A 23-year-old woman from Kochi Prefecture has developed a serious liver ailment since May, when she began drinking tea that the manufacturer claims helps people lose weight, the health ministry said.

Four people have died and more than 800 people across Japan have been taken ill after consuming two types of Chinese-made diet aid products that contain banned chemicals. Health ministry officials said Friday that the case in Kochi is the first linked to diet tea.

According to a medical report filed with the Ministry of Health, Labor and Welfare, the Kochi woman, who was not named, received a blood plasma transfusion at a Kochi city hospital after her hepatic functions deteriorated dramatically.

Although the patient’s condition was later relatively stable, the hospital is considering a liver transplant.

The Kochi woman, who lives in Muroto, in May started taking a diet tea sold under the Huahong Liulu Tea label and became sick in late September. The Chinese label means “red flower and green willow tea.”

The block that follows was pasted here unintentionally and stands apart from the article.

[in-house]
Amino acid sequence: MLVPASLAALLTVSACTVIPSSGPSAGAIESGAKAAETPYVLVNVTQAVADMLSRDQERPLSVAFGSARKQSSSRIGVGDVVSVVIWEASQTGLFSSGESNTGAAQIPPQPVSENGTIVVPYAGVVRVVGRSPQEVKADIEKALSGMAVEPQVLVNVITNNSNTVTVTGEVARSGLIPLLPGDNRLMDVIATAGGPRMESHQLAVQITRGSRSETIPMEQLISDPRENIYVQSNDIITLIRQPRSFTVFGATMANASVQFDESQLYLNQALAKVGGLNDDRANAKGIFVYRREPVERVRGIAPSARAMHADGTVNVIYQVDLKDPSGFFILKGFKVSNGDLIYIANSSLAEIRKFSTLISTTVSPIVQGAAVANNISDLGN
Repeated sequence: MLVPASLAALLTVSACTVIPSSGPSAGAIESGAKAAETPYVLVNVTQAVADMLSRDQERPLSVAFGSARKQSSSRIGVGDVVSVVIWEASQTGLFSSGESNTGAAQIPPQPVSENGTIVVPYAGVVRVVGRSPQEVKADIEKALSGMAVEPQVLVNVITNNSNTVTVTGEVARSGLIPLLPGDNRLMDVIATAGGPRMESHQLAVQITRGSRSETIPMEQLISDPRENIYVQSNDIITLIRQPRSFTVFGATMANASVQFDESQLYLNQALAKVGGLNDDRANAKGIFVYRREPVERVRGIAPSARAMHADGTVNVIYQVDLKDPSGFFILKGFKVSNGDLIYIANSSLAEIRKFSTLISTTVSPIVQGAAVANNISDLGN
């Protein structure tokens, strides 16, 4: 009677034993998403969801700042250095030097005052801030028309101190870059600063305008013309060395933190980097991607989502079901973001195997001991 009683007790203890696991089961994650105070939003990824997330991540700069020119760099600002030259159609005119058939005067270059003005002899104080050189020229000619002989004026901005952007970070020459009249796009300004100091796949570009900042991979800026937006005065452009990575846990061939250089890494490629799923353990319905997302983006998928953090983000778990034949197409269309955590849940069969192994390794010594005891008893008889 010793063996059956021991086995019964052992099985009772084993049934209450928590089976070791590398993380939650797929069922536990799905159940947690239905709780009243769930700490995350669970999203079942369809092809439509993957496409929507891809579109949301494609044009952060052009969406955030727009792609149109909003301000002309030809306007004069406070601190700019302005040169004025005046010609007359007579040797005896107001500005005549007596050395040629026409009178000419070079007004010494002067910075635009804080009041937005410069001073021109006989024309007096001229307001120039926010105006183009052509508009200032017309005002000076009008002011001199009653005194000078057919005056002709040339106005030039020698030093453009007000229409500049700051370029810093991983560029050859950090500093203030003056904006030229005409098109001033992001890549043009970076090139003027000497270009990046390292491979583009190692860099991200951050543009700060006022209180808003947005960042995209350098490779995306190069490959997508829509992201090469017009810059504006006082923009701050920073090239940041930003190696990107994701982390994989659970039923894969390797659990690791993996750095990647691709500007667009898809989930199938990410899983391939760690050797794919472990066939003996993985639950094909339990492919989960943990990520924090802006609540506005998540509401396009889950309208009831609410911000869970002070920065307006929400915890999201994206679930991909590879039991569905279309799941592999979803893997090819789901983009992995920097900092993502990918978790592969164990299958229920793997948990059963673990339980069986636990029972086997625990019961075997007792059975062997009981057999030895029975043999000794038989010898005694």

The woman was treated at a hospital in Muroto before she was transferred to the Koichi city hospital.

The Huahong Liulu Tea, which claims drinkers will lose weight and have other health benefits, is not on the health ministry’s list of Chinese diet products that are hazardous to health.

Health officials say there is no evidence yet to link the tea with the Kochi woman’s medical condition. The ministry is conducting an analysis of the active ingredients of the tea.

According to the firm that produces Huahong Liulu Tea and other sources, the tea was blended from Japanese and imported tea leaves at a facility in Miyagi Prefecture and distributed by a company in Kawaguchi, Saitama Prefecture.

The company’s Web site claims the tea is produced under strict quality control guidelines and the imported ingredients have been cleared in safety inspections by customs authorities.